July 17th, 2011
Matthew 13: 24 – 30 6 – 43
This week we took a day trip to Furnace Town. We walked and learned and for one afternoon were propelled back to another time. Thanks to the efforts of present sponsors and their belief that the history of a small steel producing community from the 1800’s is important for today’s culture we had a glimpse into the twenty year life cycle of a community of people. Our tour was completed at the site of the home or kitchen garden section of the town. I was impressed by the keeper of the garden and his knowledge. How necessary for life it was that the tenders of that garden be able to tell the weeds from the good plants.
In another experience this weekend I learned of noxious------plants; plants that have the potential to kill. The bearded darnel I discovered is known as the “devil weed”. Its roots suck up precious nutrients and water making it impossible to root this weed out without destroying the good crop. The Bible calls this weed “tares”; Jesus mentions it in his parables. Bearded darnel or tares look exactly like good wheat until it bears seed. Then the harvester realizes why this weed is called a devil weed. It can cause hallucinations and even death if ingested. In today’s parable Jesus takes us back into the growing field to help hose with ears to listen to get an understanding of evil.
Last week’s message was fun and easy……just go and sow good seed! This week Jesus goes to the darker side of his parables and we hear about intentional evil in the world and how we have no choice but live among it. We are, however. To call evil for what it is. Last week’s story was a parable of happenstance; what happens when seed is simply sown, when the Word of God is simply brought forward into the world. Today’s parable takes us to in intentional evil that is meant to destroy and Jesus tells us to call a spade a spade when it comes to that evil. Jesus takes a firm, prophetic approach and underscores both the necessity and difficulty of this task in our individual and community lives.
Sometimes our lives resemble the farmer tending the kitchen garden in Furnace town with good plants and noxious weeds fighting for a place in our hearts, minds and souls. In Romans 7:15 we are reminded by St. Paul that, ”I do not do what I want but I do the very thing I hate.” In today’s second lesson from Romans 8: 12 – 25 St. Paul reminds us of the Holy Spirit’s power and desire to call us to our place a children of God and therefore, not to be encouraged, influenced or choked off by the flesh and the world. The key to living with evil within and without is to first call evil just what it is……EVIL. One of the gifts of the twelve step program associated with AA and ALANON is how these steps help people how have addiction problems reclaiming the good in their lives by first declaring what is bad. Step one confesses the powerless of an individual over alcohol and how because of that evil their lives have become unmanageable. In step four the alcoholic or person suffering from addiction is called to give a moral inventory and sort out exactly what Jesus calls us to today, the sorting out of the wheat and tares within us. These my friends are bold steps, difficult steps yet our Lord call us to take them for the sake of our lives and the life of the community we called to serve. Jesus knows that an infected heart can often be incased and hidden in a lovely, pleasing external presence (wolves in sheep clothing!) can kill a community over time. Just ask anyone who has lived through a church crisis or family schism. Just ask anyone who hears the Good News of Jesus Christ on Sunday morning and then engages in gossip Friday night. Jesus warns us against tares and noxious-------, people leading other people astray. He warns us today my friends “Don’t do it!” Don’t destroy the Kingdom of God found within you which is to be the bearer of good fruit for the world.”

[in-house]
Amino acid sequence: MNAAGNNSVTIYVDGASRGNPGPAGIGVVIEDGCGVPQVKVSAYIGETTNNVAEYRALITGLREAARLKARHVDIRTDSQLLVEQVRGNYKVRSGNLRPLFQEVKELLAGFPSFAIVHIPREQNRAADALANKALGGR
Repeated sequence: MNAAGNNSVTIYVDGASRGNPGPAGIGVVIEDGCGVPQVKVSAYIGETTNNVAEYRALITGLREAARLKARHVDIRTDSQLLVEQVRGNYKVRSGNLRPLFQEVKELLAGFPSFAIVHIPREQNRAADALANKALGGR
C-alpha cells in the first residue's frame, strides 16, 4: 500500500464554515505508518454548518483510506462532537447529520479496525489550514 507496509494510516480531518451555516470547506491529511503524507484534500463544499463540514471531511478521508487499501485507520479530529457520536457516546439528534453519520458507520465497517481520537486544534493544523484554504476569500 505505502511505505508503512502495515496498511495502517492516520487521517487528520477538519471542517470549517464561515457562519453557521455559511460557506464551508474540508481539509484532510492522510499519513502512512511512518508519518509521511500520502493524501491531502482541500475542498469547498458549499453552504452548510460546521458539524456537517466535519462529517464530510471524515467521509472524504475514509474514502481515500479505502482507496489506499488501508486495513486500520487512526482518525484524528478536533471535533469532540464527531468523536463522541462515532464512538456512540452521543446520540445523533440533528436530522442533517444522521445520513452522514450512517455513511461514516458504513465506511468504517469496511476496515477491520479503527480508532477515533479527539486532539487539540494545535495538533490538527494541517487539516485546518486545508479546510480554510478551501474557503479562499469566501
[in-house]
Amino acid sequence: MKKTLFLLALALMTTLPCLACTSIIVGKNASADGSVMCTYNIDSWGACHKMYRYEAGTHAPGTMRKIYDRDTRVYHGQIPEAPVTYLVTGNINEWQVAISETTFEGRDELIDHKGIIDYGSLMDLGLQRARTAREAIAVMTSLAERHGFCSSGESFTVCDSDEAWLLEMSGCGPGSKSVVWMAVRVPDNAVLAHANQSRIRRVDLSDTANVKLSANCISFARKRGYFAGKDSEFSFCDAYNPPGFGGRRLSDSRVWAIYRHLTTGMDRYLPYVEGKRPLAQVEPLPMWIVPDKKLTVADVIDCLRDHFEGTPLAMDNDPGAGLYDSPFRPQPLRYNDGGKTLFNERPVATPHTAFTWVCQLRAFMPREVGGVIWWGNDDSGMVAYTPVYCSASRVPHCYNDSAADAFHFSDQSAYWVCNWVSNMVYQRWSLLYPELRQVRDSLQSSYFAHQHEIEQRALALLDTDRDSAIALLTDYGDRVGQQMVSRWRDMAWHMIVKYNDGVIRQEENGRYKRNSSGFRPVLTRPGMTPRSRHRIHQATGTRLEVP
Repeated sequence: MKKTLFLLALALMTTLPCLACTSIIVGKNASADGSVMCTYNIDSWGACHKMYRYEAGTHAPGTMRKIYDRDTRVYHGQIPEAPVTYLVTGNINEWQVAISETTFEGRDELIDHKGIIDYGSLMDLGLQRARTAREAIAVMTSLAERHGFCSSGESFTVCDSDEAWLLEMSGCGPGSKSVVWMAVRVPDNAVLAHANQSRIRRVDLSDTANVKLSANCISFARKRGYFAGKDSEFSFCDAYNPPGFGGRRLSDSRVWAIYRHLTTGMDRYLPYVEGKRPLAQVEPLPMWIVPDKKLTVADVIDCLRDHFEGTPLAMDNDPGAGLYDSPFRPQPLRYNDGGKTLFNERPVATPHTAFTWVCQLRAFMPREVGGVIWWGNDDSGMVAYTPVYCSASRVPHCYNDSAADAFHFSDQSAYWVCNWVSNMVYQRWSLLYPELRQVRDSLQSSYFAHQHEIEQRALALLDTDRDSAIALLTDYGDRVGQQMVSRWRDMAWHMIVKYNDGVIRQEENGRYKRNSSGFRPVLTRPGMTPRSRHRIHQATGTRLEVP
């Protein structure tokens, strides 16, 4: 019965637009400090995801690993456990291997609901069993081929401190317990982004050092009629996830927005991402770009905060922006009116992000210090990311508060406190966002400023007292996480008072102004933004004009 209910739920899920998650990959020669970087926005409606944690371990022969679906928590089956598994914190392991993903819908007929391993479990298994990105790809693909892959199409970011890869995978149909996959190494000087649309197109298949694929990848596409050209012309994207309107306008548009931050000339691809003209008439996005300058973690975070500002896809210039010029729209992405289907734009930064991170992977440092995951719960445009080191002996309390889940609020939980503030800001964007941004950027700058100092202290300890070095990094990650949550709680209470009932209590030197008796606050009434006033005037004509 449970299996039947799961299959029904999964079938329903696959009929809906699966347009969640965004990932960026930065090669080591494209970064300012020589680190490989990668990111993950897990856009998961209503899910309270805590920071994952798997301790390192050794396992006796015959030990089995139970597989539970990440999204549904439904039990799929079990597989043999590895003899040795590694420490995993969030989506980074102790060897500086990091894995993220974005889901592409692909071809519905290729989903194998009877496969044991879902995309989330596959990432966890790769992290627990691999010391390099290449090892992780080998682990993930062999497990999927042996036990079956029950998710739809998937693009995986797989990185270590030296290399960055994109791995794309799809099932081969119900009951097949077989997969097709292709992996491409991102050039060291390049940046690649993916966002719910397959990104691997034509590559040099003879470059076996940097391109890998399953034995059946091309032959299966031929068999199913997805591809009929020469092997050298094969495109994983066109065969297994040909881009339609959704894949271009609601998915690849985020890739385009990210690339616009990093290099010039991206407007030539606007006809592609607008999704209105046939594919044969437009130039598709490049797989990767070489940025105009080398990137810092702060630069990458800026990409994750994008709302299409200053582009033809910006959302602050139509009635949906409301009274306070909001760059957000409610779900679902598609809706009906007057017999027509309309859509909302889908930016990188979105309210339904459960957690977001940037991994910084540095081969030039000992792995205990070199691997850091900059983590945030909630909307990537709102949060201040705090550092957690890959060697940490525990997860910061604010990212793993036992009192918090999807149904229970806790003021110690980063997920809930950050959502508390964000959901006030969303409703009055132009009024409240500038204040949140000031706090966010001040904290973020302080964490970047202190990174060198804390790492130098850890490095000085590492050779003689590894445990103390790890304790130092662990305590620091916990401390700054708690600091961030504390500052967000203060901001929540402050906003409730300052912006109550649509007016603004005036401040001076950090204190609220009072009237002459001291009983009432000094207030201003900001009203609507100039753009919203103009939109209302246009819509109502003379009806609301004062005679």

Jesus calls us to look hard for antagonists to God’s mission and call evil for what it is. He also wants us to be cautious against a rush to judgment remembering that we cannot always tell initially a good plant from a noxious weed, loyal opposition from heresy, healthy conflict from destructive antagonism. Eventually Jesus sites in his parable that when the harvest comes we will see the differences in the fruit that has been born. This sight takes patience and time.
. He also reminds us that evil can and does win out in the world and in our lives for a time ….only for a time. Jesus tells us that evil will eventually play its last card. Jesus completes this parable with a message of eternal hope in God the one who created the first garden in its pure state and will complete his harvesting judgment and will win out over the great evils in the world. God will do the final sorting of the wheat and the tares. God remains in charge of his garden, its good plants and its noxious weeds……”….and though the wrong seems oft so strong, God is the ruler yet.” This is our message of hope God yesterday, today and for all time…..thanks be to God!